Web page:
Though not often talked about, as many people are starting to return back to work in the office, the topic of 'Sick-Building Syndrome' is important to discuss. As many of these buildings have been sitting idle for upwards of 16 months, some may have fallen into disrepair during the pandemic.
Do you feel sick while you’re at work, but the symptoms disappear as soon as you step outside or go home? You may be affected by sick-building syndrome.
Sick-building syndrome is a serious condition that can hurt your health and cause permanent issues. If you suspect that your office or building may have it, then it’s crucial that you let management know and get help.
Learn more about this important topic:
1. What is sick-building syndrome? It’s a general situation that can cover several issues such as poor air quality or mold. This syndrome can be defined as a building that has indoor air issues that are affecting workers.
· A sick building is generally one that has serious air quality issues.
· The concerns can include mold, moisture, pollutants, toxins, dust, and other dangerous substances.
· The poor air quality affects staff in different ways depending on their immune systems and general health. However, symptoms tend to be widespread and common among multiple workers.
2. What are the symptoms of sick-building syndrome? You and your coworkers may suffer from a variety of symptoms:
· The most common symptoms resemble allergies. You may have a runny nose, watery eyes, and a cough. You may also have asthma or more serious respiratory issues while you work.
· Other symptoms can include rashes, irritation, and fatigue.
· In general, more than one person in an office tends to have the same symptoms. They’re often mistaken for allergies or colds.
3. How do you fix sick-building syndrome? The key to fixing sick-building syndrome is to find the source of the issue and get professionals to address it.
· The cause of sick-building syndrome can be mold growing in the building or moisture seeping in through a leak.
· Old pipes, improper ventilation, construction issues, and other concerns should also be addressed. It’s possible for older buildings to still have lead paint and other hazards that can affect workers.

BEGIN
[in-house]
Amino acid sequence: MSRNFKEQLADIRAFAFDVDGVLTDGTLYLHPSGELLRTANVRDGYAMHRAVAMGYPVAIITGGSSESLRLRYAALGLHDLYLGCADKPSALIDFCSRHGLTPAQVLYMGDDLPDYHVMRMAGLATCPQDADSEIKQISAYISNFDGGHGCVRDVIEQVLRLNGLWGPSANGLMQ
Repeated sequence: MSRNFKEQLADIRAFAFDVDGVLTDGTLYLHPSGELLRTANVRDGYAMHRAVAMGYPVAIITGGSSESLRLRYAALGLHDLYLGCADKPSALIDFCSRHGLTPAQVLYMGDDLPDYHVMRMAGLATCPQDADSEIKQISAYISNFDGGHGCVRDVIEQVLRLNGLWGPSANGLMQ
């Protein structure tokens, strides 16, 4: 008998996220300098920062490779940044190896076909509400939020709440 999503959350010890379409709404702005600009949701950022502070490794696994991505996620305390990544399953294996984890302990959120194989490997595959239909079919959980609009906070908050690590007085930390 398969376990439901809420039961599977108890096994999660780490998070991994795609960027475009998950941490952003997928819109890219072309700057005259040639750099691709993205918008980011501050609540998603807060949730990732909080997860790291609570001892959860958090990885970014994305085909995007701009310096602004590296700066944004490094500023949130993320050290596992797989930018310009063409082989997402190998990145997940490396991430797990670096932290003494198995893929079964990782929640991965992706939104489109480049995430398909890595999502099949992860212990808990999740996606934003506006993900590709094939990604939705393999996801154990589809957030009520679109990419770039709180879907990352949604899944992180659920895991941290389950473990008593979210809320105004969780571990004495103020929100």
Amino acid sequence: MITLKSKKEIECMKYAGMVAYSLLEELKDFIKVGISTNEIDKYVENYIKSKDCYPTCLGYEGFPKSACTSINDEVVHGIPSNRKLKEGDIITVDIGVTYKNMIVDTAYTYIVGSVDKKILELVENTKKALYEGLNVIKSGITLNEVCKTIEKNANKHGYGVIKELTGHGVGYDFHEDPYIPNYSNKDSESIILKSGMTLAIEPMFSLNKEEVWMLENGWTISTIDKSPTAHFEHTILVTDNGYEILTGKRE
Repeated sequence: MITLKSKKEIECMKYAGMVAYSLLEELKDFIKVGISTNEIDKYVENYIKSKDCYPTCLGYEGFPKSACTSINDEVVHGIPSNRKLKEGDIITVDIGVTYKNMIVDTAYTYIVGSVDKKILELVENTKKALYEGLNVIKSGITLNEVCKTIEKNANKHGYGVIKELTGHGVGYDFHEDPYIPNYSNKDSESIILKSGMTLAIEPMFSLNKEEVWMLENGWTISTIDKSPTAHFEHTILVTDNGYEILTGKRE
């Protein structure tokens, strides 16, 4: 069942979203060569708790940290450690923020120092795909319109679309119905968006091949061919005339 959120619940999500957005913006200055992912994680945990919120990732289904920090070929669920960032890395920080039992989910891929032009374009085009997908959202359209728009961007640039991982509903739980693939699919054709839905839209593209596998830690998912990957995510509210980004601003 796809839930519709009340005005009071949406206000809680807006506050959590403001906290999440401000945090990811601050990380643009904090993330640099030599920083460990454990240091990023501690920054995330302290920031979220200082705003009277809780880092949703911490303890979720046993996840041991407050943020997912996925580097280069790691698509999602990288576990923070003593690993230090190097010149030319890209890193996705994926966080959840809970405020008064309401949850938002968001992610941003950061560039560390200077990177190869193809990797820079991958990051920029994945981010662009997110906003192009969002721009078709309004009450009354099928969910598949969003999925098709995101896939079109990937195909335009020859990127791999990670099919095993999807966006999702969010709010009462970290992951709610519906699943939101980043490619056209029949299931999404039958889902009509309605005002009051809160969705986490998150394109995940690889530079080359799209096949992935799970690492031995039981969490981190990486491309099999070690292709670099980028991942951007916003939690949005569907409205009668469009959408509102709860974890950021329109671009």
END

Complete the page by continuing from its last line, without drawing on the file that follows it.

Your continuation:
· Even a brand new building may have issues because of off-gassing from paint and carpeting. New construction materials can release dangerous fumes into the air that can affect your health.
· Another concern with new buildings is that windows tend to be sealed, so air quality is affected.
4. Ideas to consider. If you believe that you may be affected by sick-building syndrome, take action. Continuing to work in poor conditions can have lasting damage.
· First, check with your doctor and ensure you’re not suffering from another condition that could explain your symptoms. Bring up your ideas and ask questions during the appointment.
· Second, if you have eliminated other causes, talk to your boss. It’s important for management to know about your concerns.
· Bring evidence to your meeting with management, such as doctor’s reports or notes. Show pictures or other evidence of water damage and other things you’ve seen around the office.
· If management refuses to address the issues, you may need to involve government agencies such as the health department.
· Unsafe working conditions, like poor air quality, mold, mildew, or toxins can make you and your coworkers seriously ill. Your boss or managers need to address the safety concerns and take care of them before the issues become worse.
Sick-building syndrome can affect you and your coworkers in multiple ways. Make your boss aware of the issues and try to resolve them.